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Television watching, videogames, and excess of body fat in Spanish adolescents: the AVENA study

AuthorsVicente-Rodríguez, G.; Rey-López, J.P.; Martín-Matillas, Miguel; Moreno, Luis A.; Wärnberg, Julia; Redondo, C.; Tercedor, P.; Delgado, Manuel; Marcos, Ascensión ; Castillo, M. ; Bueno, M.
KeywordsPhysical activity
Computer usage
Television watching
Videogame usage
Issue Date2008
CitationNutrition 24: 654- 662 (2008)
AbstractAbstract OBJECTIVE: We assessed the individual association of sedentary behaviors with the risk of overweight and excess body fat (overfat) in adolescents. METHODS: A representative sample (1960 subjects, 1012 males, age 13-18.5 y) of Spanish adolescents was studied within the framework of the Alimentación y Valoración del Estado Nutricional de los Adolescentes (AVENA) study. Television (TV) watching, videogame and computer usage, doing homework, and the way students got to school, physical activity, and socioeconomic status were analyzed. Anthropometrics were measured to describe overweight (International Obesity Task Force cutoffs for body mass index) and overfat (body fat percentage >85th percentile). RESULTS: When all subjects were considered as an entire group, the overweight risk increased by 15.8% (P < 0.05) per increasing hour of TV watching. The overweight risks decreased by 32.5% in females, 22% per increasing year of age, and 12.5% by increasing socioeconomic status by 1 U (all Ps < 0.05). The obesity risks decreased with age by 17.8% per year in males and 27.1% in females (both Ps < 0.05). The overfat risks increased by 26.8% and 9.4% per increasing hour of TV and weekend videogame usage, respectively (both Ps < 0.05). In males, the overfat risk increased by 21.5% per increasing hour in weekend videogame usage (P < 0.05). Each hour of TV use increased the overfat risks by 22% in males and 28.3% in females (both Ps < 0.05). CONCLUSIONS: Time spent watching TV increased the risk of overweight and obesity in Spanish adolescents, but the effect was influenced by age, sex, and socioeconomic status. Moreover, an excess of body fat was more directly explained by the time spent watching TV and playing videogames during the weekend.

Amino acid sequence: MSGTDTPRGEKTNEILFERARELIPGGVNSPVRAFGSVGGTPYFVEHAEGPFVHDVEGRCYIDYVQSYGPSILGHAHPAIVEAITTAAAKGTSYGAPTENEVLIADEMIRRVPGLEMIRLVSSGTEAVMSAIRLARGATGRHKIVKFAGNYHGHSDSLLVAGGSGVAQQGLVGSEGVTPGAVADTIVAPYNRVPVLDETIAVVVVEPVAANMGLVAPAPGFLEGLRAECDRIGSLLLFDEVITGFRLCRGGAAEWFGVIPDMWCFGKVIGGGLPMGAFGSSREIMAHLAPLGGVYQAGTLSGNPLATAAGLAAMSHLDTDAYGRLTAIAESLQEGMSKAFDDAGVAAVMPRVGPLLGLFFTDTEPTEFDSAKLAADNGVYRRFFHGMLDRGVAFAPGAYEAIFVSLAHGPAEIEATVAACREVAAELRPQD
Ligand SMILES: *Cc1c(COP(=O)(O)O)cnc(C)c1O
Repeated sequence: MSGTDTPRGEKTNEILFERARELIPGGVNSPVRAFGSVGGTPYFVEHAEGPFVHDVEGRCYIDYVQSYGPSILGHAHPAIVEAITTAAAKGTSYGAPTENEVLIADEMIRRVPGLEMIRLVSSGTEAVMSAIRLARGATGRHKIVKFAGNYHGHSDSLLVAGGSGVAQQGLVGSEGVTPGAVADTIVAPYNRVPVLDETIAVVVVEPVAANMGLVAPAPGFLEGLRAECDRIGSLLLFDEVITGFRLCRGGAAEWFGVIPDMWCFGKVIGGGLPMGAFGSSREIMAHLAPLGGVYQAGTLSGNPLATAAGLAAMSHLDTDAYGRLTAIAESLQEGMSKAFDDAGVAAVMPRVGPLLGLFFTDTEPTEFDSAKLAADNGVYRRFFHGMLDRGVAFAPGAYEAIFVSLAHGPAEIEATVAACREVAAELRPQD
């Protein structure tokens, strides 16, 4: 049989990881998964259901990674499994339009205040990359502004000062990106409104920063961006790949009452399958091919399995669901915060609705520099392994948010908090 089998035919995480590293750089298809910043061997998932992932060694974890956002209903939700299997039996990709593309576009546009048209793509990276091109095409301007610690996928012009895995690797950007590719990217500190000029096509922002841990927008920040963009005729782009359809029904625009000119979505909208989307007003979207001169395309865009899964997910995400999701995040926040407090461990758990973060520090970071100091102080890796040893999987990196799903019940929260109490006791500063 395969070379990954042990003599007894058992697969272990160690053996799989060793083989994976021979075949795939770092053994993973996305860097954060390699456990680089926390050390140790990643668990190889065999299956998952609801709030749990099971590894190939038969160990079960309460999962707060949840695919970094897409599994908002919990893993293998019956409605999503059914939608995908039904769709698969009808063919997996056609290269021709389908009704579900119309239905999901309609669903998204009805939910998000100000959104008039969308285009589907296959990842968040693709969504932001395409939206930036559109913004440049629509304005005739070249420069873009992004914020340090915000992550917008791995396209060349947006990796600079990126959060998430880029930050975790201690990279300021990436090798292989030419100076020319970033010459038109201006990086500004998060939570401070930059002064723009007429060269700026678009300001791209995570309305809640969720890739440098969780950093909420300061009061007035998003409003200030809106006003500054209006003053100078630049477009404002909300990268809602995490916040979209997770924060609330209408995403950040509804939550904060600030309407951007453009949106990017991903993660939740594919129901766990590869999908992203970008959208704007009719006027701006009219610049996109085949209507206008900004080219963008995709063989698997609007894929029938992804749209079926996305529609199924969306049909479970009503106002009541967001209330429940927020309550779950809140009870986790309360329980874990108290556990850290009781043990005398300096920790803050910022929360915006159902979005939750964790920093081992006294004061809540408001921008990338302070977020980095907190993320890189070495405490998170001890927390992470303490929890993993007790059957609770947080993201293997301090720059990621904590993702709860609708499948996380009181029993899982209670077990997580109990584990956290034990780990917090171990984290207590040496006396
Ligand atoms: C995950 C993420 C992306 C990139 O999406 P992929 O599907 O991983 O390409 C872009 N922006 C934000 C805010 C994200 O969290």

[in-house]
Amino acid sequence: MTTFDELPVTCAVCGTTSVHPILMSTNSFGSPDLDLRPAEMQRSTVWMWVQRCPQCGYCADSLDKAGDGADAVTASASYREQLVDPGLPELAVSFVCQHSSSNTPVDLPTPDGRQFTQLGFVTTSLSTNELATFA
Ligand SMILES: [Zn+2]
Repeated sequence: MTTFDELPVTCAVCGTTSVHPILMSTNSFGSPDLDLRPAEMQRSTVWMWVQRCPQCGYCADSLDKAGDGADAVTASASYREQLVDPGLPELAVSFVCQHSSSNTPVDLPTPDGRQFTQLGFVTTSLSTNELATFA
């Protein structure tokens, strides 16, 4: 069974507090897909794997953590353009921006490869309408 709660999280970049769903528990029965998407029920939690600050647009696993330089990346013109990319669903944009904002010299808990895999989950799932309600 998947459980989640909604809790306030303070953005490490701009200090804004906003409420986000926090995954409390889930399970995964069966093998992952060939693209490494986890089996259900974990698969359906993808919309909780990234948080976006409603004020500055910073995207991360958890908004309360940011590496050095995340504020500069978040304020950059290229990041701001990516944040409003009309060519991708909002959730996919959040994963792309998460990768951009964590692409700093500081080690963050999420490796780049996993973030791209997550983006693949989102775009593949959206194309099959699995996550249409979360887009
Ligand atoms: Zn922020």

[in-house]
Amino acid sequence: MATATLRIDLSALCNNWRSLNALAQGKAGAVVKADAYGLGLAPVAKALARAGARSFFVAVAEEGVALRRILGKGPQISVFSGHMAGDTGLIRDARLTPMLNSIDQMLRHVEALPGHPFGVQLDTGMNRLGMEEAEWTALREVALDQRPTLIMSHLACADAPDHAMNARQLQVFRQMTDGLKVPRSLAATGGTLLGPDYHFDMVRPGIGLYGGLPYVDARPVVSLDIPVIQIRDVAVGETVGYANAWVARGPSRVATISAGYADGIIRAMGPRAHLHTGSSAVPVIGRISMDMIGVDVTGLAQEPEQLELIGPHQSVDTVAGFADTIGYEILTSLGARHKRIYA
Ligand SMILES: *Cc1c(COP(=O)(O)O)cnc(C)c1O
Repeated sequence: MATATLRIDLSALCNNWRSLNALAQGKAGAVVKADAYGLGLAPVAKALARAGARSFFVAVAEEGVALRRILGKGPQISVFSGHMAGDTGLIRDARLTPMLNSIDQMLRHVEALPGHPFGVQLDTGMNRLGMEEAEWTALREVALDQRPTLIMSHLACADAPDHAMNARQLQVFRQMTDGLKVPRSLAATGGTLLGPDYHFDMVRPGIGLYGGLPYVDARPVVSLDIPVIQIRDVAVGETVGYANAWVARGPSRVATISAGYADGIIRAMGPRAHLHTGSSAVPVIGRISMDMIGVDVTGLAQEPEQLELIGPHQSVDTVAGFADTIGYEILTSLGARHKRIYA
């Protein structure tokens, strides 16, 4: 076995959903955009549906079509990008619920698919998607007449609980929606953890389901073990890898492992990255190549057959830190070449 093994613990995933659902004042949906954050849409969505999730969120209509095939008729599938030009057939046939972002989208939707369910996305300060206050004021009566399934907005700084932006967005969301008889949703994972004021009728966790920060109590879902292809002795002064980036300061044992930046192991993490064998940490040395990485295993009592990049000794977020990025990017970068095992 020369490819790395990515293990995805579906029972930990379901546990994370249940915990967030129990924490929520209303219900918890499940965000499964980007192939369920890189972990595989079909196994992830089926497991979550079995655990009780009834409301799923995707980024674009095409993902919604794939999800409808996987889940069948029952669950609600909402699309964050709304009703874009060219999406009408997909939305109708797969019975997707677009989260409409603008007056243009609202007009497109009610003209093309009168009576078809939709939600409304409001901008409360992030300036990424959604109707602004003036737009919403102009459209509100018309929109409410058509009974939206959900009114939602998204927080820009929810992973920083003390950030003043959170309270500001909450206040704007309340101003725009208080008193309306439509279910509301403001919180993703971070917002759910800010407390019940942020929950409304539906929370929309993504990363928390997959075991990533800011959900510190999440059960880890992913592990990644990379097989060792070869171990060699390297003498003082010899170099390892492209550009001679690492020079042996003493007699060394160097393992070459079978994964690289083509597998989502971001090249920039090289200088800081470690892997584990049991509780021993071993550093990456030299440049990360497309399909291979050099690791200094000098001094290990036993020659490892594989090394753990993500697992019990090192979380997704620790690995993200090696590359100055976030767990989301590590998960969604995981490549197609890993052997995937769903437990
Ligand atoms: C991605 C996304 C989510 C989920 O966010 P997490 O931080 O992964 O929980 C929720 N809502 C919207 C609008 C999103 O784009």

Identifiersdoi: 10.1016/j.nut.2008.03.011
issn: 0899-9007
Appears in Collections:(IF) Artículos
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